With the Julian and Gregorian calendars coinciding in 2010 and 2011 resulting in Easter on the same date in East and West, an international ecumenical seminar has reaffirmed the hope that all Christians will be able to celebrate Easter on the same day every year.
The seminar was organised by the Institute of Ecumenical Studies at the Ukrainian Catholic University in Lviv on 15 May, Oikoumene reports.
Concretely, participants at the seminar expressed the hope that the years 2010 and 2011, when the coincidence of the calendars will produce a common Easter date, would serve as a period during which all Christians would join their efforts “to make such coincidence not to be an exception but rather a rule” and prepare for an Easter date based on exact astronomical reckoning and celebrated by all Christians on 8 April 2012.
However, the seminar also recognised “the main problem”, namely “not the calculations, but the complex relations and missing of trust among different Christian denominations because of long divisions.”
The problem dates back to the origins of the church itself: As Christianity started to spread around the world, Christians came to differing results on when to commemorate Jesus Christ’s death and resurrection, due to the different reports in the four gospels on these events.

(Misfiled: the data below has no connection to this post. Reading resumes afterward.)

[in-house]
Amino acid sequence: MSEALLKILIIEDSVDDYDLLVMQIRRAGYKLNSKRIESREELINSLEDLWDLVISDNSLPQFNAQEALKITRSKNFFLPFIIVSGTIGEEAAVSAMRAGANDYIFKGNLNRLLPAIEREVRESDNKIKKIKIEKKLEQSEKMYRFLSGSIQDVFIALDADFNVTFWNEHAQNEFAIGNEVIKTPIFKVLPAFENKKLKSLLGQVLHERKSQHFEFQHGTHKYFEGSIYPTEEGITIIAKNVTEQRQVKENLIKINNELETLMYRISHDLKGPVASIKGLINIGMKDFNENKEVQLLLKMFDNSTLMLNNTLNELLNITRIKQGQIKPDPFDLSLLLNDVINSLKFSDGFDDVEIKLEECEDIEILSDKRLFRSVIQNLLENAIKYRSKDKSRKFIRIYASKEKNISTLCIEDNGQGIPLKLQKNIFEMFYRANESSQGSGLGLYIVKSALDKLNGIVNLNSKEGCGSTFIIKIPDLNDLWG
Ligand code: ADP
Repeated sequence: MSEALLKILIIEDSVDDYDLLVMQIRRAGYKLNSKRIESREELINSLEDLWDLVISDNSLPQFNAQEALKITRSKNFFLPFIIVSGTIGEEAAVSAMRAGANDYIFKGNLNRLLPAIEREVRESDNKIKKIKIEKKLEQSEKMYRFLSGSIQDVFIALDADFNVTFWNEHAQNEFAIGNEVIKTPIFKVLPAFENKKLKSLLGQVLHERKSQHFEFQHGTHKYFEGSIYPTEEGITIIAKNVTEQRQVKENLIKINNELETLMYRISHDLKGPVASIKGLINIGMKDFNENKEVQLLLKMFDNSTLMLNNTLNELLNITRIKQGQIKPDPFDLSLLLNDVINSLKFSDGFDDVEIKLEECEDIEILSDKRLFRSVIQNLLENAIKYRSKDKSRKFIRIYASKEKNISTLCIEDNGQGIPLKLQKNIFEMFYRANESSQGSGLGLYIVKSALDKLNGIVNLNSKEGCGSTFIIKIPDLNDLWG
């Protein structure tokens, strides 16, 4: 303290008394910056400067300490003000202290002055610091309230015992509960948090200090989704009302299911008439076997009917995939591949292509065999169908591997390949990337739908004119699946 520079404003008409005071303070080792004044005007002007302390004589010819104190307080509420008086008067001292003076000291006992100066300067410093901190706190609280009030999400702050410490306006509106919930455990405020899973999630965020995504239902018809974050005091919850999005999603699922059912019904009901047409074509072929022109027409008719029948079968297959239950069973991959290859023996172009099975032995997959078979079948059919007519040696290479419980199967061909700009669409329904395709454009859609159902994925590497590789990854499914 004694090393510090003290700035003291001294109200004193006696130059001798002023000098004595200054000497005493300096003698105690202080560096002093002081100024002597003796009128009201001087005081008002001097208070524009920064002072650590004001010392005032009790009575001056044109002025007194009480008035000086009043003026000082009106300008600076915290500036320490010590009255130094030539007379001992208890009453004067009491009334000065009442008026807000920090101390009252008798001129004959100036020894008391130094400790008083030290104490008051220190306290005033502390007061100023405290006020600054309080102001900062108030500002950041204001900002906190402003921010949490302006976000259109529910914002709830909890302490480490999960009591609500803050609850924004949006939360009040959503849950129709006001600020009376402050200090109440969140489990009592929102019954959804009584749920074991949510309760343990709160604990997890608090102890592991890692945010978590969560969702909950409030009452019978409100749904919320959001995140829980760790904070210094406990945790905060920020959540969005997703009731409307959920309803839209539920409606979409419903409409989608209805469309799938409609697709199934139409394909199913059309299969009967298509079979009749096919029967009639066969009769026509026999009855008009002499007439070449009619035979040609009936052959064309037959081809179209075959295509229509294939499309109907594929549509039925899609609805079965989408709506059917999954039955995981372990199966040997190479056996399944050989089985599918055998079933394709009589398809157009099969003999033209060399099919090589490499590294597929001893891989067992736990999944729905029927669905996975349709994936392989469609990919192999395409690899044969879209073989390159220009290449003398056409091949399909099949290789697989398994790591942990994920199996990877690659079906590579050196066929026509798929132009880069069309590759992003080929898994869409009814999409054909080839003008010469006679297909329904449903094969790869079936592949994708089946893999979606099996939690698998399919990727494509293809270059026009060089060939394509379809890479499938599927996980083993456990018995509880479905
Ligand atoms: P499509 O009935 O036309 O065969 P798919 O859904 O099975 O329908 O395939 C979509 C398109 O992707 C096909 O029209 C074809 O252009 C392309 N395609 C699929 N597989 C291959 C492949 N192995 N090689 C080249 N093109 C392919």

Attempts to establish a common date for Easter began with the Council of Nicaea in the year 325. It established that the date of Easter would be the first Sunday after the full moon following the vernal equinox. However, it did not fix the methods to be used to calculate the timing of the full moon or the vernal equinox.<
Nowadays the Orthodox churches use the 21 March of the Julian calendar as the date of the equinox, while the churches of the Western tradition – the Protestant and Catholic churches – base their calculations on the Gregorian calendar. The resulting gap between the two Easter dates can be as much as five weeks.
All participants at the seminar in Lviv, which included Orthodox, Catholic and Protestant theologians from a variety of European countries, endorsed a compromise proposed at a World Council of Churches (WCC) consultation in Aleppo, Syria, in 1997. The proposal was to keep the Nicaea rule but calculate the equinox and full moon using the accurate astronomical data available today, rather than those used many years ago.
The World Council of Churches says consensus is emerging that these should not just be occasional occurrences, AP reports.
“It’s not a problem of principle, of dogma or of doctrine,” said Juan Michel, spokesman for the council, whose 350 Protestant, Orthodox and other churches represent more than 560 million Christians. It cooperates with the Roman Catholic Church, which is not a member.
The Vatican was represented in Lviv by Fr Milan Zust from the Pontifical Council for Promoting Christian Unity.